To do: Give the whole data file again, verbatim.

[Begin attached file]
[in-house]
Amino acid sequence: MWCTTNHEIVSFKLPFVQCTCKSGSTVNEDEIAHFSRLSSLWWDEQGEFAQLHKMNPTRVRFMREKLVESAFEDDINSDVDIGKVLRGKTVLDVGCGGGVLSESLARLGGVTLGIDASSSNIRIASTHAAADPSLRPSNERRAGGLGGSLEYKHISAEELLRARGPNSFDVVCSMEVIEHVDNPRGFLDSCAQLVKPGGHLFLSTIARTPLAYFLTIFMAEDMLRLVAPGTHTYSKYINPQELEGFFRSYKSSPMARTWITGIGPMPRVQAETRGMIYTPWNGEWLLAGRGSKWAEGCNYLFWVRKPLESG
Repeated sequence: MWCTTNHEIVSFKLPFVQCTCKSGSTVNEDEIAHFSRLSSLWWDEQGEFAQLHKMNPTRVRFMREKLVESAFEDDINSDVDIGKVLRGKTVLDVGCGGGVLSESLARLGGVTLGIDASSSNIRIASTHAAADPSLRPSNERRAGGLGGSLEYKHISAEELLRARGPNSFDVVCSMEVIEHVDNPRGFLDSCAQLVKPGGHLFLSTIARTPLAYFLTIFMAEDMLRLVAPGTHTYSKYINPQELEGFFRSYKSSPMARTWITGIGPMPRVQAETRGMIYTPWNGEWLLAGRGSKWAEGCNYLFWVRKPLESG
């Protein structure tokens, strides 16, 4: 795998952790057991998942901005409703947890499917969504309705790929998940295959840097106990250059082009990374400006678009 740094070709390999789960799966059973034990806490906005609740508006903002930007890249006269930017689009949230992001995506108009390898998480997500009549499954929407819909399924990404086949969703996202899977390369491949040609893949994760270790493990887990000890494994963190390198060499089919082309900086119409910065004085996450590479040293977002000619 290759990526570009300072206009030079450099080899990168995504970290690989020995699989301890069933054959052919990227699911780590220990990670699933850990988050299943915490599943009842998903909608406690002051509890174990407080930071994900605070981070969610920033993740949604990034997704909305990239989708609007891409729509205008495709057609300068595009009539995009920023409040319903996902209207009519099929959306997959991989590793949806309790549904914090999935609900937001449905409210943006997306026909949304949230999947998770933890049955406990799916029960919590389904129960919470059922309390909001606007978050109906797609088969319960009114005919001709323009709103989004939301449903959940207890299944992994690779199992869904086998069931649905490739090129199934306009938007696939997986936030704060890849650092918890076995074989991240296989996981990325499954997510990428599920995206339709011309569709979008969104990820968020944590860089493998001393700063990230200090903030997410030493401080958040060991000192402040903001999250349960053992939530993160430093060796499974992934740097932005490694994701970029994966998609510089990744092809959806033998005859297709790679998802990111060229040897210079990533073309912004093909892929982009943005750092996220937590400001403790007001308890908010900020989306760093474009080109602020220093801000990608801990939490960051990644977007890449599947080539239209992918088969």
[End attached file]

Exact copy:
[in-house]
Amino acid sequence: MWCTTNHEIVSFKLPFVQCTCKSGSTVNEDEIAHFSRLSSLWWDEQGEFAQLHKMNPTRVRFMREKLVESAFEDDINSDVDIGKVLRGKTVLDVGCGGGVLSESLARLGGVTLGIDASSSNIRIASTHAAADPSLRPSNERRAGGLGGSLEYKHISAEELLRARGPNSFDVVCSMEVIEHVDNPRGFLDSCAQLVKPGGHLFLSTIARTPLAYFLTIFMAEDMLRLVAPGTHTYSKYINPQELEGFFRSYKSSPMARTWITGIGPMPRVQAETRGMIYTPWNGEWLLAGRGSKWAEGCNYLFWVRKPLESG
Repeated sequence: MWCTTNHEIVSFKLPFVQCTCKSGSTVNEDEIAHFSRLSSLWWDEQGEFAQLHKMNPTRVRFMREKLVESAFEDDINSDVDIGKVLRGKTVLDVGCGGGVLSESLARLGGVTLGIDASSSNIRIASTHAAADPSLRPSNERRAGGLGGSLEYKHISAEELLRARGPNSFDVVCSMEVIEHVDNPRGFLDSCAQLVKPGGHLFLSTIARTPLAYFLTIFMAEDMLRLVAPGTHTYSKYINPQELEGFFRSYKSSPMARTWITGIGPMPRVQAETRGMIYTPWNGEWLLAGRGSKWAEGCNYLFWVRKPLESG
């Protein structure tokens, strides 16, 4: 795998952790057991998942901005409703947890499917969504309705790929998940295959840097106990250059082009990374400006678009 740094070709390999789960799966059973034990806490906005609740508006903002930007890249006269930017689009949230992001995506108009390898998480997500009549499954929407819909399924990404086949969703996202899977390369491949040609893949994760270790493990887990000890494994963190390198060499089919082309900086119409910065004085996450590479040293977002000619 290759990526570009300072206009030079450099080899990168995504970290690989020995699989301890069933054959052919990227699911780590220990990670699933850990988050299943915490599943009842998903909608406690002051509890174990407080930071994900605070981070969610920033993740949604990034997704909305990239989708609007891409729509205008495709057609300068595009009539995009920023409040319903996902209207009519099929959306997959991989590793949806309790549904914090999935609900937001449905409210943006997306026909949304949230999947998770933890049955406990799916029960919590389904129960919470059922309390909001606007978050109906797609088969319960009114005919001709323009709103989004939301449903959940207890299944992994690779199992869904086998069931649905490739090129199934306009938007696939997986936030704060890849650092918890076995074989991240296989996981990325499954997510990428599920995206339709011309569709979008969104990820968020944590860089493998001393700063990230200090903030997410030493401080958040060991000192402040903001999250349960053992939530993160430093060796499974992934740097932005490694994701970029994966998609510089990744092809959806033998005859297709790679998802990111060229040897210079990533073309912004093909892929982009943005750092996220937590400001403790007001308890908010900020989306760093474009080109602020220093801000990608801990939490960051990644977007890449599947080539239209992918088969």